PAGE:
Vocational Peer Support: Results of a Qualitative Study
Peer-delivered services for individuals with psychiatric conditions are becoming an established part of the mental health workforce. Given the growing focus on evidence-based supported employment, peer specialists are often assisting individuals who are choosing, getting, or keeping employment. As part of a larger randomized clinical trial examining the effectiveness of an innovative intervention called vocational peer support, 13 semi-structured qualitative interviews were conducted to examine how recipients perceived peer support, and whether or how it was useful for pursuing vocational goals. A thematic analysis approach was utilized for identifying major themes and sub-themes. Results suggest that a key factor in the effectiveness of vocational peer support is the identification with another individual’s “lived experience,” which then promotes engagement and a sense of normalcy. Vocational peer support may be particularly useful for individuals with psychiatric disabilities wishing to pursue a vocational goal.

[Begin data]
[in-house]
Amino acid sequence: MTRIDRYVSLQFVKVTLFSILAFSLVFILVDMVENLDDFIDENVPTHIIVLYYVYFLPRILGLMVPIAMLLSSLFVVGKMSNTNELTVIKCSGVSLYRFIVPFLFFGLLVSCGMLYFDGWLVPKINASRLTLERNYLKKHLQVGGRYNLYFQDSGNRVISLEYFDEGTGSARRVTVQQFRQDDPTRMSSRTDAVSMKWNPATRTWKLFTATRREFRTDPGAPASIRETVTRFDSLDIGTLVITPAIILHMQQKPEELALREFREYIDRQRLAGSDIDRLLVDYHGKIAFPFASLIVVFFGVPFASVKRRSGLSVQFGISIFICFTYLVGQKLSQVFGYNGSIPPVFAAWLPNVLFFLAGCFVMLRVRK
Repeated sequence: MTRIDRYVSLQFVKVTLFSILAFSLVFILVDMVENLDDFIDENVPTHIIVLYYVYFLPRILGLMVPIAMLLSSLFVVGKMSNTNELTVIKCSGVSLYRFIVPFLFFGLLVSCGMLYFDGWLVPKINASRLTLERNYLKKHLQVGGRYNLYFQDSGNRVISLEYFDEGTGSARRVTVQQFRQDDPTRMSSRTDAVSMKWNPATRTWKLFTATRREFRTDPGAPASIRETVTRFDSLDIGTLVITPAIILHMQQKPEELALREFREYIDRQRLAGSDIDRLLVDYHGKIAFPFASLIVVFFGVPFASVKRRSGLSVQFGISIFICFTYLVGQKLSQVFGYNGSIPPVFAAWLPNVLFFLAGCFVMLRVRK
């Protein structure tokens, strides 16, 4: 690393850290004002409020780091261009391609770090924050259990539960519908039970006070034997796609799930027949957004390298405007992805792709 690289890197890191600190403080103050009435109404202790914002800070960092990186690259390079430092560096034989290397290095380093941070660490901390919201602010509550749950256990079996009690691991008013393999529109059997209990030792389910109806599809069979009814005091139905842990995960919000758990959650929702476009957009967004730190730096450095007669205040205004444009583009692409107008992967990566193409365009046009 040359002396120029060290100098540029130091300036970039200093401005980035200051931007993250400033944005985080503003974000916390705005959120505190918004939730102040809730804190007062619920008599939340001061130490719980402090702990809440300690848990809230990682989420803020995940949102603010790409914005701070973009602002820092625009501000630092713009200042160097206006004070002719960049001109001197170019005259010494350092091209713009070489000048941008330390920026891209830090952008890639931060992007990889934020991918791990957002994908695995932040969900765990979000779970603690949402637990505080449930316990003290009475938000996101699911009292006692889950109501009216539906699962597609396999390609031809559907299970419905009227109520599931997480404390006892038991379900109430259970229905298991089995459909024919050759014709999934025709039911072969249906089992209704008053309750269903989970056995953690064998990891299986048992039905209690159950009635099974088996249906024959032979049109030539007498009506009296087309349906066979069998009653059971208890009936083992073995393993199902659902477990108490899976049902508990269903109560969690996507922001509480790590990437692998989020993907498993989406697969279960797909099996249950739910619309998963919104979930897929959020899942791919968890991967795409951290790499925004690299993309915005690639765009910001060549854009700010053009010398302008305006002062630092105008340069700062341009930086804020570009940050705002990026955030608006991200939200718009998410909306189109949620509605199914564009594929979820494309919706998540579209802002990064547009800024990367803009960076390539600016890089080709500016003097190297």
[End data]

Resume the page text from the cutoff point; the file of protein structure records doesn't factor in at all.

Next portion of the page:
This study was conducted with support from the National Institute of Disability, Independent Living and Rehabilitation Research and the Substance Abuse and Mental Health Services Administration, both within the US Health and Human Services (grant no. 90RT5033 and 90AR5018). Endorsement is not implied.
Compliance with Ethical Standards
All procedures and materials, including recruitment flyers and the interview guide, were approved by the Boston University Institutional Review Board.
Conflict of Interest Statement
The authors declare that they have no conflicts of interest.
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